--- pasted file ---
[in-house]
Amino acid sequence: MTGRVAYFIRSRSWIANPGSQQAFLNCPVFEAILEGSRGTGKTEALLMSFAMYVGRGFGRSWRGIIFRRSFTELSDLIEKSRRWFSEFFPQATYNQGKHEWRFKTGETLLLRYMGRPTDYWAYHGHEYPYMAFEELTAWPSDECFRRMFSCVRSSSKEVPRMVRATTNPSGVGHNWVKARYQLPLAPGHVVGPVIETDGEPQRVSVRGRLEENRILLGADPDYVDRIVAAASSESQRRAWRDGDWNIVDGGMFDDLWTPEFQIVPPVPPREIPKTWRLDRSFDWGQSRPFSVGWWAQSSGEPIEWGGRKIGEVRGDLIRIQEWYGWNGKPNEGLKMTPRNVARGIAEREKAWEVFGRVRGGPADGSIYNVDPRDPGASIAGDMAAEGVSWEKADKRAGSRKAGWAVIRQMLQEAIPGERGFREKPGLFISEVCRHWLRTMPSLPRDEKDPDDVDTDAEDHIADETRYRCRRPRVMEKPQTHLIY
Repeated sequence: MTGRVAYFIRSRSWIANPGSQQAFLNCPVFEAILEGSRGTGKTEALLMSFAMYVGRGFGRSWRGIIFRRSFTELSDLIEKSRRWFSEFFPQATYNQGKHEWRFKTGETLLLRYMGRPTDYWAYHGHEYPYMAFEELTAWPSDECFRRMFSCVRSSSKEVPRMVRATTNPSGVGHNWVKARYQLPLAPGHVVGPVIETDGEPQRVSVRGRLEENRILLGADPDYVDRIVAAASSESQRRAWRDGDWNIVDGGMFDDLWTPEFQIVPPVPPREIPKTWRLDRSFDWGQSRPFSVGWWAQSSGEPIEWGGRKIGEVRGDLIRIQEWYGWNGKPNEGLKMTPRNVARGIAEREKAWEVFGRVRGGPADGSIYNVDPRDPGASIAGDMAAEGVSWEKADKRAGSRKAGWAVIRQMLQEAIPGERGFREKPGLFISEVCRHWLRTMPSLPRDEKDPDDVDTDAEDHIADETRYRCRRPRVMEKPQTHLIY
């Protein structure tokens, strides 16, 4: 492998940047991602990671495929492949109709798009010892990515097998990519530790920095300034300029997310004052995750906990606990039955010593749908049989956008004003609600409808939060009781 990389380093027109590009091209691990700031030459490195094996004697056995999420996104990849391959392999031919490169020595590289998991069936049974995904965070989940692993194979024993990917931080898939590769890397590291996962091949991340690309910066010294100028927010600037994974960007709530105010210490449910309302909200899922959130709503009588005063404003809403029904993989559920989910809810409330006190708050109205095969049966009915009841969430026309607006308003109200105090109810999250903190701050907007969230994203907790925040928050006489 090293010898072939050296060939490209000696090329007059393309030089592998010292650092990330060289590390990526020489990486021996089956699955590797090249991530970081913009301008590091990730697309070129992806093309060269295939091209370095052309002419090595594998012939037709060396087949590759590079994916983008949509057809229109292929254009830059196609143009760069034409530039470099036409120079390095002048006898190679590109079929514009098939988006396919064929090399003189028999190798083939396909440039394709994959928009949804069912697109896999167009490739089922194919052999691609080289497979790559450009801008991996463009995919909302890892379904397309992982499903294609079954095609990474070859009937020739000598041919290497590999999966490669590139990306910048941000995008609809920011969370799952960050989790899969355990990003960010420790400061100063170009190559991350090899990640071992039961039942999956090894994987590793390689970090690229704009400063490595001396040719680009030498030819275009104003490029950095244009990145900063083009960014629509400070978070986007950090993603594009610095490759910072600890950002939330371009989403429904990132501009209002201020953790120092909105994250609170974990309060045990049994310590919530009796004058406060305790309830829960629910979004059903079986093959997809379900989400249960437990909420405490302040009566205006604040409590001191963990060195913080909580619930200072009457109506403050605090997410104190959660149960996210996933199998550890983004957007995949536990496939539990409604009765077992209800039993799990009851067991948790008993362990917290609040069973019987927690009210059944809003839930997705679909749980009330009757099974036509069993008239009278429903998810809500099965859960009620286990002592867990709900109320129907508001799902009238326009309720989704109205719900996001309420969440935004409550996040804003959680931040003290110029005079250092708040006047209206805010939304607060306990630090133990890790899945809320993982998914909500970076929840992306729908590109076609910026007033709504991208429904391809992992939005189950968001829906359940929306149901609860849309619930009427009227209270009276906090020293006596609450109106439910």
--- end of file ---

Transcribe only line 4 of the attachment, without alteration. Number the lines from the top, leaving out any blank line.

């Protein structure tokens, strides 16, 4: 492998940047991602990671495929492949109709798009010892990515097998990519530790920095300034300029997310004052995750906990606990039955010593749908049989956008004003609600409808939060009781 990389380093027109590009091209691990700031030459490195094996004697056995999420996104990849391959392999031919490169020595590289998991069936049974995904965070989940692993194979024993990917931080898939590769890397590291996962091949991340690309910066010294100028927010600037994974960007709530105010210490449910309302909200899922959130709503009588005063404003809403029904993989559920989910809810409330006190708050109205095969049966009915009841969430026309607006308003109200105090109810999250903190701050907007969230994203907790925040928050006489 090293010898072939050296060939490209000696090329007059393309030089592998010292650092990330060289590390990526020489990486021996089956699955590797090249991530970081913009301008590091990730697309070129992806093309060269295939091209370095052309002419090595594998012939037709060396087949590759590079994916983008949509057809229109292929254009830059196609143009760069034409530039470099036409120079390095002048006898190679590109079929514009098939988006396919064929090399003189028999190798083939396909440039394709994959928009949804069912697109896999167009490739089922194919052999691609080289497979790559450009801008991996463009995919909302890892379904397309992982499903294609079954095609990474070859009937020739000598041919290497590999999966490669590139990306910048941000995008609809920011969370799952960050989790899969355990990003960010420790400061100063170009190559991350090899990640071992039961039942999956090894994987590793390689970090690229704009400063490595001396040719680009030498030819275009104003490029950095244009990145900063083009960014629509400070978070986007950090993603594009610095490759910072600890950002939330371009989403429904990132501009209002201020953790120092909105994250609170974990309060045990049994310590919530009796004058406060305790309830829960629910979004059903079986093959997809379900989400249960437990909420405490302040009566205006604040409590001191963990060195913080909580619930200072009457109506403050605090997410104190959660149960996210996933199998550890983004957007995949536990496939539990409604009765077992209800039993799990009851067991948790008993362990917290609040069973019987927690009210059944809003839930997705679909749980009330009757099974036509069993008239009278429903998810809500099965859960009620286990002592867990709900109320129907508001799902009238326009309720989704109205719900996001309420969440935004409550996040804003959680931040003290110029005079250092708040006047209206805010939304607060306990630090133990890790899945809320993982998914909500970076929840992306729908590109076609910026007033709504991208429904391809992992939005189950968001829906359940929306149901609860849309619930009427009227209270009276906090020293006596609450109106439910």